Wednesday, 9 May 2012

What's better than 'Awesome' ?

May 9
At breakfast, John asked if we still wanted to go to Staffa as the Ulva Ferry boatman had rung to say that he was running a second Sea Eagle trip this afternoon. A no brainer for me...and Pam agreed ...the Ulva trip it was. It's a longish old drive but a lovely one, along the west coast, the sea in view most of the way. The road is challenging, single track of course but hugging the cliff in many areas, steep drop to the sea on one side. You just hope not too much traffic comes the other way, especially delivery vans, tractors and trailers and campavans. Mind you.. I was being driven by an awesome reverser !
With several birding stops, we reached Ulva Ferry at 12.30 - and found difficulty parking. An other boat runs trips from here and many families go across to the island of Ulva for the day. It's a pretty basic ferry......

The Lady Jane, skipper Martin and helper Richard discharged the previous trip's passengers, re-fuelled (petrol cans into a funnel), moved to let the ferry in and returned for we nine passengers. Not a big boat, the seating area was two garden seats and the top of the two foot high raised decking, behind the wheelhouse. The tide was dropping and I had difficulty getting on board, too steep a drop from the granite jetty onto the edge of the boat. My knees will not stand for that, especially the one left behind on top. Martin went off, returning with two stone blocks which he balanced on the boat to make the step down smaller. Great, he was very accommodating throughout.
The previous trip had seen an Otter about half an hour before we left. No sign for us despite careful searching. We motored south, seeing Guillemots, Razorbills, many Shags, the occasional Tystie and three Harbour Porpoises.
The coastal scenery was starkly stunning.

Martin began throwing bread to the gulls until we acquired a sizeable following. 

He then took a  fish of a fair size (John thinks that it was Horse Mackerel, looked nothing like a Mackerel though) from a covered bucket and lobbed it into the sea. Very quickly, a White-tailed Eagle left a distant cliff, made its way towards us, circled and dived for the fish. Absolutely stunning. One of my life's most memorable experiences. Seven of us had Canon cameras and the clicks were constant. Richard kept the boat positioned so that we were backing the sun. Ideal - nearly. The bird dived with its back to us and the vibration from the boat's engine was a hindrance. Brilliant though.

Not as sharp as I would have liked - at least I caught it.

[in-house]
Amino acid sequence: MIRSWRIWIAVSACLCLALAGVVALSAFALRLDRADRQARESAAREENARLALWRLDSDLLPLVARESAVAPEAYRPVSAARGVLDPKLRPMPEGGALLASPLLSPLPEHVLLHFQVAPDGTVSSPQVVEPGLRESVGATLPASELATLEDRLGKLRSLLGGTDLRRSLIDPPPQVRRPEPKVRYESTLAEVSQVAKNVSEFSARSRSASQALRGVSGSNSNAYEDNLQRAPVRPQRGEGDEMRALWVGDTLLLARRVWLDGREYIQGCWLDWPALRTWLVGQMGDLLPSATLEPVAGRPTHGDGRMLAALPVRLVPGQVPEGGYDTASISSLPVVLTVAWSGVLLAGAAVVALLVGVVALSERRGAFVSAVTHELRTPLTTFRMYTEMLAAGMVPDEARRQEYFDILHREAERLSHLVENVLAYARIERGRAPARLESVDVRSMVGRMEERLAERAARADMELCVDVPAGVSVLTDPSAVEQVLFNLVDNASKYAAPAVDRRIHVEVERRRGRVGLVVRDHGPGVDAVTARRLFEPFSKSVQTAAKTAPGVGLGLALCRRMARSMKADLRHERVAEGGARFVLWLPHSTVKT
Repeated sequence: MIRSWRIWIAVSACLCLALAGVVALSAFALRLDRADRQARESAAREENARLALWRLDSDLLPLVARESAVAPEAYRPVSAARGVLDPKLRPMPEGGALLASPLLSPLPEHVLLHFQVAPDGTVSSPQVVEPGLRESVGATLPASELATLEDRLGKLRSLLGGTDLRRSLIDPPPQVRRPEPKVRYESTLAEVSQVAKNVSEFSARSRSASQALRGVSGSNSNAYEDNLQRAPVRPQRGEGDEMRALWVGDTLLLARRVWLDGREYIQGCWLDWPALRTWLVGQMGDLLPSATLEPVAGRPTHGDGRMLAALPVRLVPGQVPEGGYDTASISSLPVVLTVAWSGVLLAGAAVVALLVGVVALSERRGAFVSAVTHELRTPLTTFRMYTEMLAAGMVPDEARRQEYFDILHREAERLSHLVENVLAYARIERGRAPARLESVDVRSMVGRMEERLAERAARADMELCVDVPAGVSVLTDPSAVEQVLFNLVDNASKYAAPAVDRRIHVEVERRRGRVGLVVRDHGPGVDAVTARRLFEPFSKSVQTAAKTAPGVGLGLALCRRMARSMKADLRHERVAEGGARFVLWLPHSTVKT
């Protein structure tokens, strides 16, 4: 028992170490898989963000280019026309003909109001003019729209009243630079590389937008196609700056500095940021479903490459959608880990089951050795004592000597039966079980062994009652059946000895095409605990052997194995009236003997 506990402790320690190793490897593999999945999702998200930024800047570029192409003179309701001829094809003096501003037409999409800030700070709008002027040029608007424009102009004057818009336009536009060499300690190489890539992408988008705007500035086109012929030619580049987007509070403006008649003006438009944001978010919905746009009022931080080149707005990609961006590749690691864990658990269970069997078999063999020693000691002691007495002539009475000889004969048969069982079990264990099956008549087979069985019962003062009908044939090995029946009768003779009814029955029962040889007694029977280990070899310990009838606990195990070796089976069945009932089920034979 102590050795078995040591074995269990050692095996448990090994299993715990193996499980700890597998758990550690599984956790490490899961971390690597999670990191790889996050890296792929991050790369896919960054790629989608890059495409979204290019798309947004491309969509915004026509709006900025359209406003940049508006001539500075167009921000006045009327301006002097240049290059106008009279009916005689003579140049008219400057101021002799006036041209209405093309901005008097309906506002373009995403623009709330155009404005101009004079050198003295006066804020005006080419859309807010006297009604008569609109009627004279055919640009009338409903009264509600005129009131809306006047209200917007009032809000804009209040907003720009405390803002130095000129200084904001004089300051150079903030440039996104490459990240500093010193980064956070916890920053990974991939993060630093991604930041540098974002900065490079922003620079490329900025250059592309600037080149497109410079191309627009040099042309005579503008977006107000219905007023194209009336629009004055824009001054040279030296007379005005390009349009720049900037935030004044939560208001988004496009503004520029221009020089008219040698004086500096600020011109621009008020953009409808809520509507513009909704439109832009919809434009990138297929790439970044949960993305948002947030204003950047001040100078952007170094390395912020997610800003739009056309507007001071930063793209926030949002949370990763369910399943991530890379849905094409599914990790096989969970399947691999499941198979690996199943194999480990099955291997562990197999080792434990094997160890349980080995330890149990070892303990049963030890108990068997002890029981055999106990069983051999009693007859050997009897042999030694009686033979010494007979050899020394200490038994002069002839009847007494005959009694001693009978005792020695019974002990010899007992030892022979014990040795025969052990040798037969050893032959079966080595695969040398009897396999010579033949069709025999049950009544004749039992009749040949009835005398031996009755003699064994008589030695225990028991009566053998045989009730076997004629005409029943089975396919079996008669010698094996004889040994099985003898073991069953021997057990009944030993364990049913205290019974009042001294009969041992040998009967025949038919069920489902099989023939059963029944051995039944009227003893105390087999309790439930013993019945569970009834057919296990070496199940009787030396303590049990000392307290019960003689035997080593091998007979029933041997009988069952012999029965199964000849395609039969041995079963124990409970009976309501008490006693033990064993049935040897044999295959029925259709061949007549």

Fish in talons almost discernible

Time for a welcome cuppa, produced by the 'boy' Richard (he was retirement age), both tea and coffee offered. Pam had my biscuit.
The bird returned three times in total over the next 30 minutes, taking  a total of two fish, its mate flying out to sea, before both returned to their nesting tree which was clinging to a cliffside gully. They fledged one eaglet successfully last year. 

Coming in overhead. What a bird.
Some people are objecting to the feeding, saying that it's unethical. Why? We are encouraged to feed the birds in our gardens to help them survive. The RSPB set up Kite feeding stations. Richard never feeds them enough to fill them, it must surely help the young to survive and grow. That's my opinion anyway.
A very entertaining time was had by all when Richard was attempting to retrieve the fish not taken. Especially the one half swallowed by a gull and then regurgitated a distance away. He stood like a pointer dog with his outstretched arm pointing in the general direction, swivelling as the boat changed direction. He then leapt into action, with the net outstretched at arms-length, whilst the whole boat took over the pointing and calling of directions.
A happy group made the journey back, which was enriched by four Ravens on the cliff top, more Harbour Porpoises, a handsome Great Northern Diver

Great Northern Diver - not yet in full summer plumage
 and 30 Common Seals lying out on the seaweed covered rocks.

I was carefully escorted off the boat, easy this time at a lower tide. The shallow stone steps up to the jetty were accessible.
A record time home despite an icecream stop - and another to eat it. Travelling the Phionnphort road behind a small Ford driven by a blonde was the  reason. She stopped for very few, oncoming traffic had no choice, she just drove straight ahead without any hesitation ! We ended up very amused by her successful  - almost aggressive - technique, we sailed through in her wake.
A last look at our much loved Fidden, numbers of Dunlin and Whimbrel increased to-night. Off to Dervaig in the morning.

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